Shelter and service
Headquartered in Hatboro, Pa., Zumro Inc. manufactures inflatable shelters, expanding its product offerings in 1987. Initially imported from England, the first shelters were small and primarily designed for showering, providing privacy and other basic on-site sheltering needs for fire departments and HazMat teams, says Win VanBasten, president.
They were first constructed with an external airframe made from a low-cost vinyl-urethane blend. Now, the U.S.-made shelters—grown much larger, sturdier and more diverse in design over time—utilize a lightweight, air-retaining and durable neoprene material for the airframes; a lightweight high-tenacity urethane-coated nylon material for the canopies; and the vinyl-urethane blend for the removable flooring.
The airframes are designed to remain upright even in the face of low air pressure—essential for emergency services, says VanBasten. “It means they can keep the product operational even if something were to happen to the airframe, such as a leak caused by damage during operations, by simply applying some tape.”
In this arena, significant events have a profound impact on product demand and development. After 9/11 there was a demand for portable, easily deployed decontamination shelters. Health scares, such as bird flu, Ebola, smallpox and other infectious diseases, prompted the need for shelters offering negative-pressure isolation with air-lock entry. Disasters like Hurricane Katrina turned the focus to field hospital-type use. In fact, says VanBasten, Zumro developed new shelters for this market, including a 900-square-foot, 16-room, five-minute deployable hospital shelter and a 450-square-foot hub shelter to link multiple shelters together. These hubs allow for the linking of other types of shelters, such as for decontamination or isolation, onto the field hospital, he explains.
Currently, Zumro, which operates out of two main facilities, has more than 6,000 shelters sold and in-use, mainly within the United States, and primarily for the first responders market, says VanBasten.
Dynamic Air Shelters, headquartered in Calgary, Alberta, Canada, also provides inflatable emergency disaster/rapid response shelters deployed to areas struck by a natural disaster. They serve as emergency field hospitals, give people a place to live or work out of, or can be used as non-emergency remote hospitals, says Aaron Knape, president. The company, which also offers commercial–industrial, first-response blast-resistant air shelters, as well as promotional products, entered the rapid-response arena about 10 years ago.
“This was one of our first markets and one of the first products offered,” says Knape. “And pretty immediately, these shelters were being deployed worldwide.”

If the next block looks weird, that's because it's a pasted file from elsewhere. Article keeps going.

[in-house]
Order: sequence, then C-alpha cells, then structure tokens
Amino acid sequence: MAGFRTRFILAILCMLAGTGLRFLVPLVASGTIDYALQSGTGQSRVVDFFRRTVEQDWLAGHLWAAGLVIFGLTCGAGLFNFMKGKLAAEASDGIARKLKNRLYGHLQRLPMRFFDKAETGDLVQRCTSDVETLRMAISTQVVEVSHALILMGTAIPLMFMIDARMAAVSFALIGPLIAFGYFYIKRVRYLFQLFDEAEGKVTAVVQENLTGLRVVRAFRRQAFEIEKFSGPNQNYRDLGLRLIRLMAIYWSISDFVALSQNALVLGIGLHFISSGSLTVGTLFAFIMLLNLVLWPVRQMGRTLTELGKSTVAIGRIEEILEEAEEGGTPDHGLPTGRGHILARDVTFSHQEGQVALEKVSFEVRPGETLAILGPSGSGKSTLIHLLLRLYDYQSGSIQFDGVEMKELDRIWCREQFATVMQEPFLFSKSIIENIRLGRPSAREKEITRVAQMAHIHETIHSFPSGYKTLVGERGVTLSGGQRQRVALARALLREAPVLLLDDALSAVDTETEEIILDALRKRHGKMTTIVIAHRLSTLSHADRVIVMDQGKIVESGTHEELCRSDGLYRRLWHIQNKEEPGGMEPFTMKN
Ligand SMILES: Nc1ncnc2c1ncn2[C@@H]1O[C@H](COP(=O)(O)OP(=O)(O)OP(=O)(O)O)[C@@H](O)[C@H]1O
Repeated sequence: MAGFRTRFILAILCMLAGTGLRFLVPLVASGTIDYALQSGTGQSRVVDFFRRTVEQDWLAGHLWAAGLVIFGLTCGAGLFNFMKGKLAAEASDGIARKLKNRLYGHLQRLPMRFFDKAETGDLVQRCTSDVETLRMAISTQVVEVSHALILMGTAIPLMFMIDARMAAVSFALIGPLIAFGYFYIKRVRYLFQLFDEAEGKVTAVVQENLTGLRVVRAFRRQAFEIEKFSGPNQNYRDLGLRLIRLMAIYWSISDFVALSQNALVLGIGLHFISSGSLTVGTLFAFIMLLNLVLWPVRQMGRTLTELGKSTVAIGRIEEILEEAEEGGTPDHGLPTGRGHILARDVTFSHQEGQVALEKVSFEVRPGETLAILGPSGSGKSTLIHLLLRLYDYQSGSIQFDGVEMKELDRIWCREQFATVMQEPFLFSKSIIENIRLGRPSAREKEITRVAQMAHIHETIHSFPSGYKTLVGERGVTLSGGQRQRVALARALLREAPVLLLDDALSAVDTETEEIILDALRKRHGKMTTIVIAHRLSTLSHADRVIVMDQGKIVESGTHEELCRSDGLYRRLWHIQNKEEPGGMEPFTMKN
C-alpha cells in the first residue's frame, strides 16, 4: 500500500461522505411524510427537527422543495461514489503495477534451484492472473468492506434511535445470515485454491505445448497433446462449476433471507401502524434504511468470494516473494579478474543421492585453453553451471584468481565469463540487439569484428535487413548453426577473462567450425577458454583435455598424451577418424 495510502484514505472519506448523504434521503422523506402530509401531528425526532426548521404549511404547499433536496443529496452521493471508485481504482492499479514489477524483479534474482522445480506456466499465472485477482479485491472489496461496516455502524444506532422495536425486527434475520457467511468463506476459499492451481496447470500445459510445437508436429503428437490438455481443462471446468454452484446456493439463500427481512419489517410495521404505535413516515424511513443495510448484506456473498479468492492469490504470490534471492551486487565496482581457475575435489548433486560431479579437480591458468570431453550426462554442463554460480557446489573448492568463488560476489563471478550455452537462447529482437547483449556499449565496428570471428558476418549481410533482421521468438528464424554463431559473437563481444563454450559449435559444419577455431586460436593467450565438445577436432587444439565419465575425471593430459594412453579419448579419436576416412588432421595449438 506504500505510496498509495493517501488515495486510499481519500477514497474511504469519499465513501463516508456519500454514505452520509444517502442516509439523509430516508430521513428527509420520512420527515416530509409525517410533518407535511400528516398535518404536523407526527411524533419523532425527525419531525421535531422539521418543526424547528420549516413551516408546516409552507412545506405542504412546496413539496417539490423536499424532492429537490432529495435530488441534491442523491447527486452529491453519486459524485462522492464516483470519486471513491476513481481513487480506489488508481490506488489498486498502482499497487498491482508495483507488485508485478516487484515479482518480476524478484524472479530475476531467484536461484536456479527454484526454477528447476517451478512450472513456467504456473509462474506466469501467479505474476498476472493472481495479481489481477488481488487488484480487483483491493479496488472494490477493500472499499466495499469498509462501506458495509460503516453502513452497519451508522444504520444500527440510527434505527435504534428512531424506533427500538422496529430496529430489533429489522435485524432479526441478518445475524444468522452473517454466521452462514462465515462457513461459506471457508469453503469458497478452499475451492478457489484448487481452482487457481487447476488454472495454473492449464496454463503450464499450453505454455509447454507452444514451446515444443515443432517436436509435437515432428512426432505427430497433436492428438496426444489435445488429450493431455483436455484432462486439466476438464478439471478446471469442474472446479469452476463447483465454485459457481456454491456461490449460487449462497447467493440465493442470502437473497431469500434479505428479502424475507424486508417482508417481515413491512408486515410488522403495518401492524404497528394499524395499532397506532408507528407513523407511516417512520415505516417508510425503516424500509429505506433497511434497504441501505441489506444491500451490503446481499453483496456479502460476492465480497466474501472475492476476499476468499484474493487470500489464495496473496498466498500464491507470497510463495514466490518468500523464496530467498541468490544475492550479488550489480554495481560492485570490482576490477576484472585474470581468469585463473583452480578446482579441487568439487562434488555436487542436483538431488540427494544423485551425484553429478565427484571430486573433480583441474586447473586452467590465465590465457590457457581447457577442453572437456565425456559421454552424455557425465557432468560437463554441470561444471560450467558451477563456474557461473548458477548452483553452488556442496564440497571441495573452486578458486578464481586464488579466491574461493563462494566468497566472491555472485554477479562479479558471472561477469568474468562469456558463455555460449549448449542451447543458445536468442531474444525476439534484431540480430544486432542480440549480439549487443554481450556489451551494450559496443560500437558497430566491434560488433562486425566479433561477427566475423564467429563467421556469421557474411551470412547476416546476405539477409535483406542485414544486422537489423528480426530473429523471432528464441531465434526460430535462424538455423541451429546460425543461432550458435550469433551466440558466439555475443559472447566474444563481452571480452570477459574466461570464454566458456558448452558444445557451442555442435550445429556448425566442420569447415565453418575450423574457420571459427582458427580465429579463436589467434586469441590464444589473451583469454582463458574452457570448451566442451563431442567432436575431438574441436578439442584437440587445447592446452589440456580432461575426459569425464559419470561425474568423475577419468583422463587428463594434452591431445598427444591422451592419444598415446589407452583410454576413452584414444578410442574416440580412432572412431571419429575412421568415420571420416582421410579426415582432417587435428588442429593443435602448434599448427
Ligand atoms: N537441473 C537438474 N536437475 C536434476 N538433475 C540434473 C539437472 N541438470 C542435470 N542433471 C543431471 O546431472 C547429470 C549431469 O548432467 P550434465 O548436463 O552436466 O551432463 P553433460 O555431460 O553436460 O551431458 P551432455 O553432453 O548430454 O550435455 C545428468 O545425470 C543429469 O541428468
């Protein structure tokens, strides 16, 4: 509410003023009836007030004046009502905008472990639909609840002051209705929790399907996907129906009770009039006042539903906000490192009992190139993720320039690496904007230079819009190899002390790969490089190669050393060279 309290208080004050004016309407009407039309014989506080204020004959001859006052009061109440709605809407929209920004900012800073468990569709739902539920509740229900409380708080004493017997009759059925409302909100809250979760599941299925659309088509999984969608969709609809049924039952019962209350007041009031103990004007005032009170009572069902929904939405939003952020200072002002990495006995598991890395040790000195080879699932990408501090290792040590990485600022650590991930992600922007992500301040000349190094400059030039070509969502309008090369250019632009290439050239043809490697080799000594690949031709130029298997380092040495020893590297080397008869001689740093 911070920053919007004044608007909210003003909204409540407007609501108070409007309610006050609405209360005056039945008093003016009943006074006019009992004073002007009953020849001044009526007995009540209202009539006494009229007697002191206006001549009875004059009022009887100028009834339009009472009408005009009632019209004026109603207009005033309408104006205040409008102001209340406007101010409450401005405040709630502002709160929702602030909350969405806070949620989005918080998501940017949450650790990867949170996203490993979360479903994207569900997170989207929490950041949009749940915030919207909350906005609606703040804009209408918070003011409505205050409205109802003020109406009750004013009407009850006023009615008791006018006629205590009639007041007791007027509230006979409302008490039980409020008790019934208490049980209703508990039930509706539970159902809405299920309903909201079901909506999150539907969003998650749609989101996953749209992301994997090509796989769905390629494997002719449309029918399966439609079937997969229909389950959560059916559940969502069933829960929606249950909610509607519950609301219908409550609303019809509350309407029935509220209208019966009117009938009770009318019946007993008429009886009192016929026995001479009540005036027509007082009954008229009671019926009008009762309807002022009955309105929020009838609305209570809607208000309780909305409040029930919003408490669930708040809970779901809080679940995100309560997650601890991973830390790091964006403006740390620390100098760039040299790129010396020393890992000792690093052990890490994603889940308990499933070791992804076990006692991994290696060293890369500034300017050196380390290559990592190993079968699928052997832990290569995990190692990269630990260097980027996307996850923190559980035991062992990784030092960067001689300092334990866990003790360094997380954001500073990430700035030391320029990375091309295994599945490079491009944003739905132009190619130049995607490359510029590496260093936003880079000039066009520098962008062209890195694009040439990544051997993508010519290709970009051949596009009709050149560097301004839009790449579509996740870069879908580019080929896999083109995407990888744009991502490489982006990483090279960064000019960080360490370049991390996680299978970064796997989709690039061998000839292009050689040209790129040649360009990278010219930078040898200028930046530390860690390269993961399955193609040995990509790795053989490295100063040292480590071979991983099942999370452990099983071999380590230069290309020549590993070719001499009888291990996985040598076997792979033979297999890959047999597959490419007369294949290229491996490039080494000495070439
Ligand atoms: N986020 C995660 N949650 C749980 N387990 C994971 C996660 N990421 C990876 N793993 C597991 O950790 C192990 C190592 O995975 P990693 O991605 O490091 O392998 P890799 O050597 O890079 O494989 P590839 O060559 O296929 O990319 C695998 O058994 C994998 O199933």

The exterior fabric is a standard PVC-coated polyester; the system is a proprietary multi-fabric system. If necessary, the shelters can run off of solar or battery power. In some cases, the supporting air beams can remain inflated for a year without a power source, says Knape, citing this capability as one of the big technological advancements in the market.
As for market demand, “unfortunately, there is always a humanitarian and emergency need for these products,” says Knape.
Technology has also played an important role in the development of the company’s blast-resistant shelters, available in various sizes and configurations. Key markets are refining and chemical plants. “These operate safely, but explosions can occur and can be fairly catastrophic,” says Knape. The structures enable people to be near their work and remain protected (they typically house meeting rooms, work areas and so on) and are designed to mitigate much of the impact of a blast.
Dynamic Air Shelters uses a range of materials; from a Kevlar®-type material to neoprene to standard polyesters. But the real innovation is in the structure supporting this fabric, which allows it to be blast-resistant, he says, noting that the technology is proprietary to the company. The primary technological advancements have been in field testing, data analysis and computing horsepower, all of which have enabled them to run endless scenarios to show how the shelters will react under various blast conditions.
In the beginning, Dynamic focused on the North American market. Two years ago they began exporting internationally, currently focusing on the U.K., Europe, the Middle East and Africa. Knape described demand as “explosive” (no pun intended) as more companies around the globe focus on employee safety, and as attaining worldwide parity when it comes to worker safety has become more important.
Also expected to fuel demand is the recent publication by the American Petroleum Institute outlining the best practices and requirements for worker safety. “Consequently,” says Knape, “in what should be a down market because of dropping oil prices, we’ve been experiencing tremendous growth.”
Pamela Mills-Senn is a freelance writer based in Long Beach, Calif.